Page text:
Fresh Meat is a curious film that follows four criminals who are on the run from the law and end up accidentally taking a family of cannibals hostage.
After Gigi, Paulie and Johnny spring convicted murderer Richie from his prison van (killing two cops in the process) they desperately scour suburbia for a place to lie low.
Unfortunately (for both parties) they end up at the home of celebrity chef Margaret Crane with her husband Hemi, daughter Rina and son Glenn in attendance.
The timing couldn’t be worse as Mum and Dad are just in the process of explaining their new found cannibalistic tendencies to Rina, who has been away at boarding school.
With the family taken at gunpoint it looks as of the gang of criminals has the upper hand, but the tables soon turn as Hemi and co manage to incapacitate them and prepare them for slaughter.
With Rina at odds with the family on the flesh eating front, things get further confused as she falls in love with Gigi, and soon she has to decide where her loyalties lie before she ends up dead, or worse – eaten.
Fresh Meat is an odd New Zealand export which tries to fall into the comedy horror genre with a small degree of success.
It’s quirky, clumsy and entertaining to an extent and although it doesn’t contain the worst story in the world, it’s the way that the story is told that lets the film down.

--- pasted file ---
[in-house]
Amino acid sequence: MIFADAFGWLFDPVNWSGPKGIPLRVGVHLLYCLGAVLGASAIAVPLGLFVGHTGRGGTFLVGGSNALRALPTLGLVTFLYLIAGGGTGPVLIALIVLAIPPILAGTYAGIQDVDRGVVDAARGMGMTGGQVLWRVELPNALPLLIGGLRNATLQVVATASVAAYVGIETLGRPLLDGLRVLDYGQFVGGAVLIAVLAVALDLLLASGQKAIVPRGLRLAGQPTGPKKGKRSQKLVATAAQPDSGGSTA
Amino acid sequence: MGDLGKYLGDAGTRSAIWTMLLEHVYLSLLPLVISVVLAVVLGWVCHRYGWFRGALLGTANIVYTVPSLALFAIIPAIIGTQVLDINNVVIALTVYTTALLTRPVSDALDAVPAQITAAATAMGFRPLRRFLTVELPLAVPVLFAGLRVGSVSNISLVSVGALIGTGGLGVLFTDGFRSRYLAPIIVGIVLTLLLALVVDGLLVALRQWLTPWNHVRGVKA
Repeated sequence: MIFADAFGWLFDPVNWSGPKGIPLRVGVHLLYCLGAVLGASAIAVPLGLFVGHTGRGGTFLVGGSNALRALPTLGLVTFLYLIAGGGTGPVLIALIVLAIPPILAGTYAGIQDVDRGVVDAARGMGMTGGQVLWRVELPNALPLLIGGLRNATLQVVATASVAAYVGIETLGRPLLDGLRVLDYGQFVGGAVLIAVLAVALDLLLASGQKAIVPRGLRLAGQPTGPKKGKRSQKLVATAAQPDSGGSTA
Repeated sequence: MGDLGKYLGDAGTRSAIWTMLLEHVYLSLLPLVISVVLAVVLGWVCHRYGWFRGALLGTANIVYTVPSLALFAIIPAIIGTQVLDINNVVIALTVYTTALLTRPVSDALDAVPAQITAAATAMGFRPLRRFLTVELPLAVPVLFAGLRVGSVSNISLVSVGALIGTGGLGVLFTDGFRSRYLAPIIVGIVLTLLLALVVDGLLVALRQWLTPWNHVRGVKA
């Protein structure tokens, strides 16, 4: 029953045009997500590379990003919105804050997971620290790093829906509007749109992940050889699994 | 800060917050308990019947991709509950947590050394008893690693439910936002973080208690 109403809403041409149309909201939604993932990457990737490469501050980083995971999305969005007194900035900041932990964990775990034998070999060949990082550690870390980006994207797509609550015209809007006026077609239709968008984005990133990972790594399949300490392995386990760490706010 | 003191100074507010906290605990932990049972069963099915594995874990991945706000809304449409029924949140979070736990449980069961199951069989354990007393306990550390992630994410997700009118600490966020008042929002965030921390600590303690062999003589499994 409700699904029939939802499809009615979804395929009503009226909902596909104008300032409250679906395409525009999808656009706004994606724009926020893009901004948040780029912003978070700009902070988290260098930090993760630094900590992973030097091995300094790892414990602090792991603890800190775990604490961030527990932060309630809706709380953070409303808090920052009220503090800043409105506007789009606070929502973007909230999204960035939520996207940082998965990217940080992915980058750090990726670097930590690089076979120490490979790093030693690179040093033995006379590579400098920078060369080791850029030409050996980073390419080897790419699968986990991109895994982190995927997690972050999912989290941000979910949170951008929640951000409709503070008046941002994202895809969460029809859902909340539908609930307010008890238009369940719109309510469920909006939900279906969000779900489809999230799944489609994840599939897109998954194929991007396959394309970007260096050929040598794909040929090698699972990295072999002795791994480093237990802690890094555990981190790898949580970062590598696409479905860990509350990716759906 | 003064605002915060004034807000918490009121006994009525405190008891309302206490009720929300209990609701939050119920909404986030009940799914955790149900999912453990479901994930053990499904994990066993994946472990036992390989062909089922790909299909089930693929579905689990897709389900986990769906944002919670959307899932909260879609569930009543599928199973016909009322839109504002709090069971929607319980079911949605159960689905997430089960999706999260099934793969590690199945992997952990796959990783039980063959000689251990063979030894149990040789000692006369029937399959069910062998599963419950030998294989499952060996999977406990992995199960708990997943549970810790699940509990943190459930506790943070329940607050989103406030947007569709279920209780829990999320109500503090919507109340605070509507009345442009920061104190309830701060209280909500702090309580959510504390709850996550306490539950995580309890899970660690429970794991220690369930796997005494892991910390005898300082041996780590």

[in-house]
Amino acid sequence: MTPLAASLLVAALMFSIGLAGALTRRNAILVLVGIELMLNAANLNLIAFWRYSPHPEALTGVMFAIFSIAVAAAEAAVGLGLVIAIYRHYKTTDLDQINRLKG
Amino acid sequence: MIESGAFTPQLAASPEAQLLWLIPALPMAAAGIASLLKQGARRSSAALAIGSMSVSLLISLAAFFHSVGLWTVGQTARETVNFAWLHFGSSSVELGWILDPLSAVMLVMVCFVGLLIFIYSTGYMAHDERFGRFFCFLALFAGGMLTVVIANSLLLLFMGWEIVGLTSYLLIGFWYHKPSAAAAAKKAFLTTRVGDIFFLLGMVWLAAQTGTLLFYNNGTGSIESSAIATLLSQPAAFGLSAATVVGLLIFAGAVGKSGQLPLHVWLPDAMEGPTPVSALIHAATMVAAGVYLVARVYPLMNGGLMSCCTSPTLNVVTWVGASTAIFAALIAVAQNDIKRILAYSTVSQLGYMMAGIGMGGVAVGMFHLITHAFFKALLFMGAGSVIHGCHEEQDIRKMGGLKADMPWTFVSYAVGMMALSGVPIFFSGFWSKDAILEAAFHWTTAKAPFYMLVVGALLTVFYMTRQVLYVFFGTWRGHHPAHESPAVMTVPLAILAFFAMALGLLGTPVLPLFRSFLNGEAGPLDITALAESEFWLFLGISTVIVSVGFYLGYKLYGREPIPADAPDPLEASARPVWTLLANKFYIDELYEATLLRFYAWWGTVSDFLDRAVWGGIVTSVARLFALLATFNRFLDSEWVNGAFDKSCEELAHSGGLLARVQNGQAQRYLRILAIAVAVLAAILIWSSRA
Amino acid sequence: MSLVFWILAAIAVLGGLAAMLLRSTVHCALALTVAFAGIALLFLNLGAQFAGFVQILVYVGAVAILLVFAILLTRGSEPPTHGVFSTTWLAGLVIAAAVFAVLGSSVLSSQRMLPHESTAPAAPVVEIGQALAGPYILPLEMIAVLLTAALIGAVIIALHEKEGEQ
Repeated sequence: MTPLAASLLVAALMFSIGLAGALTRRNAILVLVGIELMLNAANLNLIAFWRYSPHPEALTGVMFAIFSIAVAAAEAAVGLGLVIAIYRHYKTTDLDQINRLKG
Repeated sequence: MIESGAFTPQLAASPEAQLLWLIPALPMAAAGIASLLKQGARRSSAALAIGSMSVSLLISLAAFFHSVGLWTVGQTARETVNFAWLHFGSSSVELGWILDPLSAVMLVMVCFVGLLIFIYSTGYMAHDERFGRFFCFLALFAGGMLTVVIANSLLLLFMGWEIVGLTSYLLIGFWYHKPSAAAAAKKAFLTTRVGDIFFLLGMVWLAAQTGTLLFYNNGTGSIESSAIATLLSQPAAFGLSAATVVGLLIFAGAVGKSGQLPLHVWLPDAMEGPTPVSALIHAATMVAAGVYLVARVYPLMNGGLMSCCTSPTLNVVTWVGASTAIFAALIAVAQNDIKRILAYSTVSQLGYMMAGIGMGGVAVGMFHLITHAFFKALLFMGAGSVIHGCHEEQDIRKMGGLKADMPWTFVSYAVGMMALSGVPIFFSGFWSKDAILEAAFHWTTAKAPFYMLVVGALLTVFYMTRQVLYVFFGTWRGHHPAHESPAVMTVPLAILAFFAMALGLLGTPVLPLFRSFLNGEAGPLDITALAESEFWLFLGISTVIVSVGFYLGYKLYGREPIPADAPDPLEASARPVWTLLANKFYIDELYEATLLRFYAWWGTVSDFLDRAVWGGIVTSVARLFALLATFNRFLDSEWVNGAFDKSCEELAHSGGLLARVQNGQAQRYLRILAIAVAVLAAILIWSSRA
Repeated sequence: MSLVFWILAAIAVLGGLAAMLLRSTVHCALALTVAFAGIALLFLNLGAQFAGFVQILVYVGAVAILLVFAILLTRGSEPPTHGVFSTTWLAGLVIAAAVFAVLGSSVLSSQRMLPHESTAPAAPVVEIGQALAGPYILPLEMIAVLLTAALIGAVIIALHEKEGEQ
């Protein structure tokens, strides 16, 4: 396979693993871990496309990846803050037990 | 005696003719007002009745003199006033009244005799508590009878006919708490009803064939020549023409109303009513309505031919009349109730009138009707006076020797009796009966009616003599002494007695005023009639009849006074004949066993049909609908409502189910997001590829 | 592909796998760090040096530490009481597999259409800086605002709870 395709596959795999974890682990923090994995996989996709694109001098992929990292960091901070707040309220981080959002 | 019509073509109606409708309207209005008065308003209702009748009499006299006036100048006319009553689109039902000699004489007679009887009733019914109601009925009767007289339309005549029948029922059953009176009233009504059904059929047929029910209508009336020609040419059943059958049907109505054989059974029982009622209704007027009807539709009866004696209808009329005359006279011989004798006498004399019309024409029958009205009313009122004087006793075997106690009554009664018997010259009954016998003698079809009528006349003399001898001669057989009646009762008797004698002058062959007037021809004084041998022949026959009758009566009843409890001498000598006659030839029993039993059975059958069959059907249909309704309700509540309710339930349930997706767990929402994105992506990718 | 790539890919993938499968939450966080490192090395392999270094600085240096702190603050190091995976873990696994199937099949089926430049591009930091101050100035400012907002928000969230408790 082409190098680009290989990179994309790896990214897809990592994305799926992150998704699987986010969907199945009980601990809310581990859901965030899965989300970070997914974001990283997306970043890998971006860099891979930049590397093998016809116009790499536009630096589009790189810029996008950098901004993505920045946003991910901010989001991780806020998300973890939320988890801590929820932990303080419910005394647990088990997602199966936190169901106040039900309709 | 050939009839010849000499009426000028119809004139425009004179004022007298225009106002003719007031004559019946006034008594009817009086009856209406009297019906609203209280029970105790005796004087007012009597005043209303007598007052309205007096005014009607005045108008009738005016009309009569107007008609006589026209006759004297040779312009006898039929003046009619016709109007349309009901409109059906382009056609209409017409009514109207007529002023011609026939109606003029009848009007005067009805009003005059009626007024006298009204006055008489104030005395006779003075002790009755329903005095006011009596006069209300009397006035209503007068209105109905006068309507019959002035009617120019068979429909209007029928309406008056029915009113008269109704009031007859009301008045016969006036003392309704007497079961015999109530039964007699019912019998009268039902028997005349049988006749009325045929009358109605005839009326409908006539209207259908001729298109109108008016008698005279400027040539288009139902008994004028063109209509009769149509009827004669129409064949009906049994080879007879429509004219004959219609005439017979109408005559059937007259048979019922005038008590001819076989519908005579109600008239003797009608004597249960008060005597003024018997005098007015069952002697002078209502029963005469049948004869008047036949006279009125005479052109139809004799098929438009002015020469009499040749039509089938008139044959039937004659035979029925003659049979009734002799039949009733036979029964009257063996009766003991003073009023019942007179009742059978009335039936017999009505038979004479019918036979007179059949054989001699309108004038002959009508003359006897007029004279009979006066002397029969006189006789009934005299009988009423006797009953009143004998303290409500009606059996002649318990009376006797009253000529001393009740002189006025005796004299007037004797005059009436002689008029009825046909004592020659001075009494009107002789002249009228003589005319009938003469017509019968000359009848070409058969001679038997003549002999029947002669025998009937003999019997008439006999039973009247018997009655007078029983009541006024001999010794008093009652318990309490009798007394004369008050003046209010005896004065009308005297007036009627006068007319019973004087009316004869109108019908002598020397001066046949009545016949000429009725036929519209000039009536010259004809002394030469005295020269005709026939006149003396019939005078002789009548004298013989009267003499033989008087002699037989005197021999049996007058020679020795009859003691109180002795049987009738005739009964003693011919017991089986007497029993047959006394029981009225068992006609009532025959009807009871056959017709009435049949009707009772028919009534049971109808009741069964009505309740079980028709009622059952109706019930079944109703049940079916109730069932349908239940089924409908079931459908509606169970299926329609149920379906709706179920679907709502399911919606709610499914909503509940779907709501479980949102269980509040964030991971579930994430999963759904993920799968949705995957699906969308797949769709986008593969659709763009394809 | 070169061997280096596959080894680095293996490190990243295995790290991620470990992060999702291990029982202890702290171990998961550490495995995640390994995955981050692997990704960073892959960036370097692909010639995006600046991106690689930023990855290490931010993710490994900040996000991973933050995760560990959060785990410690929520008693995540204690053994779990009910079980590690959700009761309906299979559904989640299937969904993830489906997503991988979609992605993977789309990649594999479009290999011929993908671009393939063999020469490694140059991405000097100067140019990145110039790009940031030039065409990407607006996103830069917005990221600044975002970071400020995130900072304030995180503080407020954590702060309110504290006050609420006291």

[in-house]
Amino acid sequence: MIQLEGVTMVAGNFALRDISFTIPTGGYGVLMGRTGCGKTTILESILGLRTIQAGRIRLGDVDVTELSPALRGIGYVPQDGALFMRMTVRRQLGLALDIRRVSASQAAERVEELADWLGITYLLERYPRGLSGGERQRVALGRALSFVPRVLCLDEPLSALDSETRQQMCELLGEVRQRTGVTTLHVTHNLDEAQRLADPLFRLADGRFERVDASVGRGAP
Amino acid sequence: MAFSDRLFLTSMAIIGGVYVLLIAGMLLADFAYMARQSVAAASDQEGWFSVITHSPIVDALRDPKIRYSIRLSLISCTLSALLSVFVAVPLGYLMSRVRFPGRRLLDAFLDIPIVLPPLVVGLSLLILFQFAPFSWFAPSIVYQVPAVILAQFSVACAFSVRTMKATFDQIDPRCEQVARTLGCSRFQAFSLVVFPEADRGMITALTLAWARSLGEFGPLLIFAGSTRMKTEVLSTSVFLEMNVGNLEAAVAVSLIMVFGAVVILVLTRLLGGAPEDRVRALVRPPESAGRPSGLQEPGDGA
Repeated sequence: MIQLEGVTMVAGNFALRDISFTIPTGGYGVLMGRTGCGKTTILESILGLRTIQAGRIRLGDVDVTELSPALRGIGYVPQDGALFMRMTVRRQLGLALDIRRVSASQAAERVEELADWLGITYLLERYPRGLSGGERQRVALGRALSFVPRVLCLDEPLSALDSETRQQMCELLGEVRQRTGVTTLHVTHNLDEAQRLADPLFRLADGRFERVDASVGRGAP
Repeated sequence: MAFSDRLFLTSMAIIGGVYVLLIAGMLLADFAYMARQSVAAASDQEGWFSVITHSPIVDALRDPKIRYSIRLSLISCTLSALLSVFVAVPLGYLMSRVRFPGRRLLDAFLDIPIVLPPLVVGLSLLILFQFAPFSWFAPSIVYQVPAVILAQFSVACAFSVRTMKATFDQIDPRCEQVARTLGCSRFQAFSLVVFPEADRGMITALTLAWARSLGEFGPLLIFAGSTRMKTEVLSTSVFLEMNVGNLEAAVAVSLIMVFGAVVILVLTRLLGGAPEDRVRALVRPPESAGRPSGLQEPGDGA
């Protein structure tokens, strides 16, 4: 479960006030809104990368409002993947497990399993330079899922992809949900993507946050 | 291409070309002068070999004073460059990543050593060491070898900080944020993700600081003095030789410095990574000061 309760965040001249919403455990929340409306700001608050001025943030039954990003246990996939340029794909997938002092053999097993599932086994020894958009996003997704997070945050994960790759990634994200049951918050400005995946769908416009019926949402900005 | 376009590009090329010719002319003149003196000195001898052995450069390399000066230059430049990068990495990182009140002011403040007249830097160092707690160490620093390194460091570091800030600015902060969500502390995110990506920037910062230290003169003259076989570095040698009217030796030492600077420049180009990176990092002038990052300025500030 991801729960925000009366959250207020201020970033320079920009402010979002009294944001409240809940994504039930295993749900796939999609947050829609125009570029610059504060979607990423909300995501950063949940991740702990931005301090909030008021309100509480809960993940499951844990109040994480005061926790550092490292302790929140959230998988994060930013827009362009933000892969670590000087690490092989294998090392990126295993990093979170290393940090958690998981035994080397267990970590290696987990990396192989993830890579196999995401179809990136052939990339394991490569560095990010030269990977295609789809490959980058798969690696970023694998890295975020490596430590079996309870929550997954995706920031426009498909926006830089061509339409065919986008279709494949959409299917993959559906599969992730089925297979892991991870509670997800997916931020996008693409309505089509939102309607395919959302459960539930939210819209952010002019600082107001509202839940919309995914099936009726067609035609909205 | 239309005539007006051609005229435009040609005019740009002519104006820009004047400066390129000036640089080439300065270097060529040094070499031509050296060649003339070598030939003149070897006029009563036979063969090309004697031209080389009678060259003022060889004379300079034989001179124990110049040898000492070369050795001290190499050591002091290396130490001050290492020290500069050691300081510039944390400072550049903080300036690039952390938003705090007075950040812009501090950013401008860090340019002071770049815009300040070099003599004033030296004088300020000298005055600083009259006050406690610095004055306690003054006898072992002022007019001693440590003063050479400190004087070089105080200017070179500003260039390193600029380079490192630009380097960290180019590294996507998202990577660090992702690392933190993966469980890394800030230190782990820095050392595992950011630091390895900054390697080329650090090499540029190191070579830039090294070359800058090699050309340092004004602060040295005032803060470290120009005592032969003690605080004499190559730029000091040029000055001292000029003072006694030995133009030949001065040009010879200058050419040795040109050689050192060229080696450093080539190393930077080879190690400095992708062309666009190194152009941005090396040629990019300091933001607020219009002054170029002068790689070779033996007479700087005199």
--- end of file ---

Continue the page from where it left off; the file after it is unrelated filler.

It’s as though the sequence of events was confused at some point, greatly reducing the impact of its key selling point, the random cannibalism.
Fresh Meat is disjointed. The quality of production is there and it contains a few interesting elements that are seemingly thrown together, but somehow these elements just don’t quite gel.
It’s a similar situation with the cast too, from the dynamic Star Wars clone Temuera Morrison who dominates as the deranged Hemi, to the utterly unconvincing Leand Macadaan playing the head criminal. Somewhere in the middle is the lead, Hannah Tevita (who bears a distracting resemblance to Mutya Buena) giving a so so performance as the girl confused by the situation and her sexuality.
Stylistically, it’s reminiscent of Peter Jackson’s early work, Bad Taste and takes influence from Quentin Tarantino and Guy Richie as far as characters, sound track and action sequences are concerned.
Fresh Meat gives helpings of sex, violence, horror and comedy, but falls a little short with each, leaving the viewer feeling a bit confused and unsatisfied.